While we've always been avid science fiction and fantasy readers, it's impossible to overlook one of the genre's most glaring problems—namely, its predominant whiteness.
Luckily, there has been a surge in dialogue regarding this lack of diversity, and more and more voices are being heard, published, and given the praise they deserve. There is still a ways to go before our books reflect the heterogeneity of our off-page lives, but steps have been taken in the right direction.
Below, you'll find a list of black science fiction and fantasy authors whose work has left, or is currently leaving, a footprint on the genre we all love.
It may be Black History Month, but appreciating writers like Octavia E. Butler and Samuel R. Delany should be something we do all year round.
Octavia E. Butler
Parable of the Sower
Read any “Best of SF/F" list, and you’ll inevitably find Octavia Butler’s name—regardless of race and gender. Butler began writing at the age of ten when, motivated to overcome her dyslexia, she penned a short story that would later become her Patternist series. By college, she was winning writing contests and, again, publishing the first seedling of another classic, Kindred.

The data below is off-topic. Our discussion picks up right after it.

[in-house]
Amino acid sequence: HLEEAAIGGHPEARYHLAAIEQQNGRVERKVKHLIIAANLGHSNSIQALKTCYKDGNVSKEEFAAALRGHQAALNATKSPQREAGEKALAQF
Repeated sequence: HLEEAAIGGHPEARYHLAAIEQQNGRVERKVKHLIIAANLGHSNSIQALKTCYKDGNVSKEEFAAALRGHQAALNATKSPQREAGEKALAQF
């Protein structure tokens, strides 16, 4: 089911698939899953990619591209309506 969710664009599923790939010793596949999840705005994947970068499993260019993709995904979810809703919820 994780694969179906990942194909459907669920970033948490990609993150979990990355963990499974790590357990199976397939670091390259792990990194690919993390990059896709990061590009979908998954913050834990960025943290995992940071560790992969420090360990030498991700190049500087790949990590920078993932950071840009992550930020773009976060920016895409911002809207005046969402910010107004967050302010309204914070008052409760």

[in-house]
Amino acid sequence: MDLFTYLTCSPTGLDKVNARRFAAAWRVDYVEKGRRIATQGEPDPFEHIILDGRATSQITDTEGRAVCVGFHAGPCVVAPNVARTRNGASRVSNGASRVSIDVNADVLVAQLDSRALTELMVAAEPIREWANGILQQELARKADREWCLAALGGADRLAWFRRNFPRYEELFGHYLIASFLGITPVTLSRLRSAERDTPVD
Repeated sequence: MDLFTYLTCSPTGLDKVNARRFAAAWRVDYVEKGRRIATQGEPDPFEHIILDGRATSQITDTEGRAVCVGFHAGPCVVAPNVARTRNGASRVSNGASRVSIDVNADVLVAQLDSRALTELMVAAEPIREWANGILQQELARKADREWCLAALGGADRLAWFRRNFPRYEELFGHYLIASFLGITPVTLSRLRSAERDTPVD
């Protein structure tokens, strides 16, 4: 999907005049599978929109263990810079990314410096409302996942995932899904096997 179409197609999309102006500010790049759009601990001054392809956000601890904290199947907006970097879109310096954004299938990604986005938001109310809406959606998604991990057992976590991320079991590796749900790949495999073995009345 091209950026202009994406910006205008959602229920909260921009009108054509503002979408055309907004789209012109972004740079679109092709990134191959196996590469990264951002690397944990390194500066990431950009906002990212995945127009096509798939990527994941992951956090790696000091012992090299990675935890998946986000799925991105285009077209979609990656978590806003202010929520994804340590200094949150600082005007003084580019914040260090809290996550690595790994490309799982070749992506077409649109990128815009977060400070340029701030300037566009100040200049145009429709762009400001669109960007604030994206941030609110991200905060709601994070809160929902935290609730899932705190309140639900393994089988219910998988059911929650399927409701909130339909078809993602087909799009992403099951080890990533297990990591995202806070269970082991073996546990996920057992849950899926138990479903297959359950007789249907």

Raised by her widowed mother in a diverse but segregated Pasadena community, Butler often channelled her own experiences into her fiction. In fact, on the subject of Butler’s iconic novel, Parable of the Sower, author N.K. Jemisin says “she wrote...the world as it actually is,” offering "futurism" rather than "escapism."
Parable follows a black 15-year-old refugee who creates a revolutionary philosophy, Earthseed, to ensure the survival of humankind.
Samuel R. Delany
William Gibson called Dhalgren an unsolvable riddle—a statement that Delany himself affirms in the video above. But while the novel’s complexity was praised by some and scorned by others, its contribution to the science fiction community is indisputable.
Drawing from his stint at a mental hospital and the suppression of his homosexuality, Delany used Dhalgren to portray race, sexuality, and identity in ways the genre had never done before.
It’s set in the mind-bending city of Bellona, which becomes a mecca for marginalized individuals after an near-apocalyptic disaster.
Walter Mosley has described his science fiction as being about “how humans want to be very important but, in the end are not very important.”
Such is the theme running through his nine-story collection, Futureland, which depicts a society divided by technology and economic wealth. “Whispers in the Dark” is about a young POC genius who, because of his intelligence, can be lawfully taken by the government.
The final story, “The Nig in Me,” shows the effects of a virus—one created to destroy the black race—that has unexpectedly backfired on its white supremacist engineers. Each story paints a picture of an America that is frightening, but at the same time seems far too close at hand.
Born in Jamaica and raised in Trinidad, then Canada, Nalo Hopkinson has been heavily influenced by her heritage. With both parents enjoying lit-oriented careers—her mother was a library technician and her father, a poet and professor—she was introduced to Afro-Caribbean folklore and Western classics at an early age.